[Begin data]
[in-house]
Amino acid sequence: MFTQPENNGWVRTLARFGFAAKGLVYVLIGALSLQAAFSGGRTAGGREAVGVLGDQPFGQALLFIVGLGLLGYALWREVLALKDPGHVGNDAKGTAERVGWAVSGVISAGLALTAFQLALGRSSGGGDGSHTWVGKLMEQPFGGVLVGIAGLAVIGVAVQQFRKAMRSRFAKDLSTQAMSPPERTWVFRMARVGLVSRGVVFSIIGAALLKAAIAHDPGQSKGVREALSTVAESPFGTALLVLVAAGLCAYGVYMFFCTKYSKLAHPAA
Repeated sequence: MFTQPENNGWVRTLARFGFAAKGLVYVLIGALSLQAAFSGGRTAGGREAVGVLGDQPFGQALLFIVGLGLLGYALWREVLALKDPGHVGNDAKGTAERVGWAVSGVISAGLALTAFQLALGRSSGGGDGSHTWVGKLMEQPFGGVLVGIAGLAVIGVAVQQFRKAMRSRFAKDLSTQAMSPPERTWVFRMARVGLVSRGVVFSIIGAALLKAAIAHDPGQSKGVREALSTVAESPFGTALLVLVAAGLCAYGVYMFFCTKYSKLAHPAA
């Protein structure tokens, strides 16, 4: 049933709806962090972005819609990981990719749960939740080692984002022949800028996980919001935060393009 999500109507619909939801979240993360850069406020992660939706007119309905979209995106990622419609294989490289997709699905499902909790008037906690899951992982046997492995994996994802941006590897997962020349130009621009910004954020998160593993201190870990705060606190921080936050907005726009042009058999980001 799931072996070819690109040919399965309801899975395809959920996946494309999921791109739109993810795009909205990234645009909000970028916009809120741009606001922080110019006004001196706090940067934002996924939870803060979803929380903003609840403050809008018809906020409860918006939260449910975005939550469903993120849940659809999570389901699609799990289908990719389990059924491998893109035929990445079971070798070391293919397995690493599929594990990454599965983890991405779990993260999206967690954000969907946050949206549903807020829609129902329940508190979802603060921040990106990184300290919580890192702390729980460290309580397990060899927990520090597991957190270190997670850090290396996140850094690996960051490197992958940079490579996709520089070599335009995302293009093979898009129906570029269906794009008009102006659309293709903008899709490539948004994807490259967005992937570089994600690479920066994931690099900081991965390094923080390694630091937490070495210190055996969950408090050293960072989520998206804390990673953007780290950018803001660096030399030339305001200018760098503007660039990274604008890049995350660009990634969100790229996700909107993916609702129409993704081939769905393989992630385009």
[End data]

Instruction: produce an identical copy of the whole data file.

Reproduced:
[in-house]
Amino acid sequence: MFTQPENNGWVRTLARFGFAAKGLVYVLIGALSLQAAFSGGRTAGGREAVGVLGDQPFGQALLFIVGLGLLGYALWREVLALKDPGHVGNDAKGTAERVGWAVSGVISAGLALTAFQLALGRSSGGGDGSHTWVGKLMEQPFGGVLVGIAGLAVIGVAVQQFRKAMRSRFAKDLSTQAMSPPERTWVFRMARVGLVSRGVVFSIIGAALLKAAIAHDPGQSKGVREALSTVAESPFGTALLVLVAAGLCAYGVYMFFCTKYSKLAHPAA
Repeated sequence: MFTQPENNGWVRTLARFGFAAKGLVYVLIGALSLQAAFSGGRTAGGREAVGVLGDQPFGQALLFIVGLGLLGYALWREVLALKDPGHVGNDAKGTAERVGWAVSGVISAGLALTAFQLALGRSSGGGDGSHTWVGKLMEQPFGGVLVGIAGLAVIGVAVQQFRKAMRSRFAKDLSTQAMSPPERTWVFRMARVGLVSRGVVFSIIGAALLKAAIAHDPGQSKGVREALSTVAESPFGTALLVLVAAGLCAYGVYMFFCTKYSKLAHPAA
């Protein structure tokens, strides 16, 4: 049933709806962090972005819609990981990719749960939740080692984002022949800028996980919001935060393009 999500109507619909939801979240993360850069406020992660939706007119309905979209995106990622419609294989490289997709699905499902909790008037906690899951992982046997492995994996994802941006590897997962020349130009621009910004954020998160593993201190870990705060606190921080936050907005726009042009058999980001 799931072996070819690109040919399965309801899975395809959920996946494309999921791109739109993810795009909205990234645009909000970028916009809120741009606001922080110019006004001196706090940067934002996924939870803060979803929380903003609840403050809008018809906020409860918006939260449910975005939550469903993120849940659809999570389901699609799990289908990719389990059924491998893109035929990445079971070798070391293919397995690493599929594990990454599965983890991405779990993260999206967690954000969907946050949206549903807020829609129902329940508190979802603060921040990106990184300290919580890192702390729980460290309580397990060899927990520090597991957190270190997670850090290396996140850094690996960051490197992958940079490579996709520089070599335009995302293009093979898009129906570029269906794009008009102006659309293709903008899709490539948004994807490259967005992937570089994600690479920066994931690099900081991965390094923080390694630091937490070495210190055996969950408090050293960072989520998206804390990673953007780290950018803001660096030399030339305001200018760098503007660039990274604008890049995350660009990634969100790229996700909107993916609702129409993704081939769905393989992630385009």